Science Museum

So, week before last my parents and myself went up to visit my sister in London. She is getting married sometime next year (I’m unsure as to whether the date has been set yet or not), and wanted to take my mum wedding-dress shopping. Seeing as dress shopping is an inherently feminine past-time, my dad and I decided beforehand to take the tube into London and visit the Science Museum while my sister and mum were doing their thing.

Turned out, that it was a bit of a mistake going on the day that we chose. My sister, being a teacher, decided that it would be best to not skip her teaching duties just for the sake of wedding stuff. This meant that she organised to do her dress shopping in the Half-Term period when school is out for a week. This meant, however, that when my father and I got to the Science Museum there was a massive queue with all the young families.

We felt quite out of place, two adults without any children in tow.The museum didn’t disappoint though and, while the “Science of spying” exhibit was a pay-for section (so we decided against visiting that part), we managed to view the telecommunications and history of computing exhibits along with a lot of other bits in between.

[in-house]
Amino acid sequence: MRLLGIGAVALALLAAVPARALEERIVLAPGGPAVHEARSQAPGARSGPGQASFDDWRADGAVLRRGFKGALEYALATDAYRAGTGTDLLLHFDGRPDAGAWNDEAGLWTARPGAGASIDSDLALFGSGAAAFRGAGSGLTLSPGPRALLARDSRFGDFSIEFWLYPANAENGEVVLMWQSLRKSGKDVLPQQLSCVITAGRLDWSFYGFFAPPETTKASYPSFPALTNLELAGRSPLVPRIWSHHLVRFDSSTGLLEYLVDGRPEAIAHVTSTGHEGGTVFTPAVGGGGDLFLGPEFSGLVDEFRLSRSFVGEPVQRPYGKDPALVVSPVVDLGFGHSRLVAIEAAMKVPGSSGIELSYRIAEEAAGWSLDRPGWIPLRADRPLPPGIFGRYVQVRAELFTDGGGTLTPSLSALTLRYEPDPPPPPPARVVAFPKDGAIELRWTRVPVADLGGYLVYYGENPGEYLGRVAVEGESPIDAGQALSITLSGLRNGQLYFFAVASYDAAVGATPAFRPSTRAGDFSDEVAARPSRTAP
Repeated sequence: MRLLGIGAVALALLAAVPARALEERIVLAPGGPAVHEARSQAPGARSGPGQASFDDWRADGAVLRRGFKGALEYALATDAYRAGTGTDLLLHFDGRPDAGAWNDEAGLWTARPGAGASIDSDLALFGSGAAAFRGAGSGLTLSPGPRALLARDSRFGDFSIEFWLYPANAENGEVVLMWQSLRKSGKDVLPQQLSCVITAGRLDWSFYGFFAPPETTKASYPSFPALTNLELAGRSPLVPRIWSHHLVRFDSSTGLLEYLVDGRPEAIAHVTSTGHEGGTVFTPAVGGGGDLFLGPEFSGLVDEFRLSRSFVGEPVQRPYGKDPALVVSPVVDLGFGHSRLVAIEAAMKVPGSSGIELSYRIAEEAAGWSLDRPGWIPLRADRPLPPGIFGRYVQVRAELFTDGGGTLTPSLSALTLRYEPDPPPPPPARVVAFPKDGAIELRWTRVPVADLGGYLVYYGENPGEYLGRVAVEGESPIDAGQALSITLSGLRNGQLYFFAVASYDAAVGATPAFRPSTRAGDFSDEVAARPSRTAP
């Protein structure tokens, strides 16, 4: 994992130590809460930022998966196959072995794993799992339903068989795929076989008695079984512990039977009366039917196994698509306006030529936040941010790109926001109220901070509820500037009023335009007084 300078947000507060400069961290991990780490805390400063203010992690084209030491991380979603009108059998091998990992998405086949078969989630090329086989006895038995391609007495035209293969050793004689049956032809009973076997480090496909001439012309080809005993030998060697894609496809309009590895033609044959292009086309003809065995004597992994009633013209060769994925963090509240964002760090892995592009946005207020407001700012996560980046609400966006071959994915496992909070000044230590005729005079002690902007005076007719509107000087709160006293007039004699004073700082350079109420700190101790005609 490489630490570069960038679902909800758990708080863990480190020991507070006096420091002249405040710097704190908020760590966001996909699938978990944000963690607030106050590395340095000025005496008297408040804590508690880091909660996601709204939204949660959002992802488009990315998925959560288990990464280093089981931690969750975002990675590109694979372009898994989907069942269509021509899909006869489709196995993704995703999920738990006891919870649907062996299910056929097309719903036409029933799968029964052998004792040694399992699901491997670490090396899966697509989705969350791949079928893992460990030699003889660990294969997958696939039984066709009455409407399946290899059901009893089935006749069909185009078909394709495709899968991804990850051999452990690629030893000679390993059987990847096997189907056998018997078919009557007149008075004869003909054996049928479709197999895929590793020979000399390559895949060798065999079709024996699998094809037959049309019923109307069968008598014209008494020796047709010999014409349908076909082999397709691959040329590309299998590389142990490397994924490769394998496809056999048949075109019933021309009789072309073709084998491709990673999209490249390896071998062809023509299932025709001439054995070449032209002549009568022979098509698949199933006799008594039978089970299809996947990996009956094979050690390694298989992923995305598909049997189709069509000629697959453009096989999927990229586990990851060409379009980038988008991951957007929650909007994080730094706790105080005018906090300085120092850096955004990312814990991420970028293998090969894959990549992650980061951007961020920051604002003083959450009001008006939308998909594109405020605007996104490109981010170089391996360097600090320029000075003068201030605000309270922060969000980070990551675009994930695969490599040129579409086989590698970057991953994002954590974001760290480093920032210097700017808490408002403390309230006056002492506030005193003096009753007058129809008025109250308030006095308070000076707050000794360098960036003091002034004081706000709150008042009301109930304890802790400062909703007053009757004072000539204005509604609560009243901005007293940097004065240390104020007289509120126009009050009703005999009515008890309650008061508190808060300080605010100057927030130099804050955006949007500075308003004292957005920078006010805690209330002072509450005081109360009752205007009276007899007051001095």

The most fascinating part to me was the section on computing where the museum was in the process of building one of Charles Babbage’s inventions, the Difference Engine #2.

Another of Babbage’s inventions, built by his son after his death, the Analytical Engine, was a fully mechanical programmable computer with everything that a modern computer needs to operate, including: input, output, memory and central processor. This machine is considered to be the forerunner to all computer science of today’s modern age, and Charles Babbage is heralded as the grand-father of Computing.

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